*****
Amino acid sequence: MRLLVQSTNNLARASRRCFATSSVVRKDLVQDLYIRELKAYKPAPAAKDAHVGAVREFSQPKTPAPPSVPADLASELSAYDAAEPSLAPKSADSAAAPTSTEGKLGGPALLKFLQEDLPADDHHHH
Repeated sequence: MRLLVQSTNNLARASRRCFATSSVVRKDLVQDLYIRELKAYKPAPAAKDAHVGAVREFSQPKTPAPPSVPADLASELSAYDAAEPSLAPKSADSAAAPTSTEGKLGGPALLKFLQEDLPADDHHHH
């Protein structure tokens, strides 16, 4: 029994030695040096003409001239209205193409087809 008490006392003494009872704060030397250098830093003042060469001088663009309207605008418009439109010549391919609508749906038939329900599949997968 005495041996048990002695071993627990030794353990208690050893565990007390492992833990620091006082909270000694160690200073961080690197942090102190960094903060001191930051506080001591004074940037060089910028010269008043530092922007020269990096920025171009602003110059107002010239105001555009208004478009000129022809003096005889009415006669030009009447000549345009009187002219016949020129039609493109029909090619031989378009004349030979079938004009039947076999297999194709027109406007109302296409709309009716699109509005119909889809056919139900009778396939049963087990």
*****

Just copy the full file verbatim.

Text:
Amino acid sequence: MRLLVQSTNNLARASRRCFATSSVVRKDLVQDLYIRELKAYKPAPAAKDAHVGAVREFSQPKTPAPPSVPADLASELSAYDAAEPSLAPKSADSAAAPTSTEGKLGGPALLKFLQEDLPADDHHHH
Repeated sequence: MRLLVQSTNNLARASRRCFATSSVVRKDLVQDLYIRELKAYKPAPAAKDAHVGAVREFSQPKTPAPPSVPADLASELSAYDAAEPSLAPKSADSAAAPTSTEGKLGGPALLKFLQEDLPADDHHHH
């Protein structure tokens, strides 16, 4: 029994030695040096003409001239209205193409087809 008490006392003494009872704060030397250098830093003042060469001088663009309207605008418009439109010549391919609508749906038939329900599949997968 005495041996048990002695071993627990030794353990208690050893565990007390492992833990620091006082909270000694160690200073961080690197942090102190960094903060001191930051506080001591004074940037060089910028010269008043530092922007020269990096920025171009602003110059107002010239105001555009208004478009000129022809003096005889009415006669030009009447000549345009009187002219016949020129039609493109029909090619031989378009004349030979079938004009039947076999297999194709027109406007109302296409709309009716699109509005119909889809056919139900009778396939049963087990």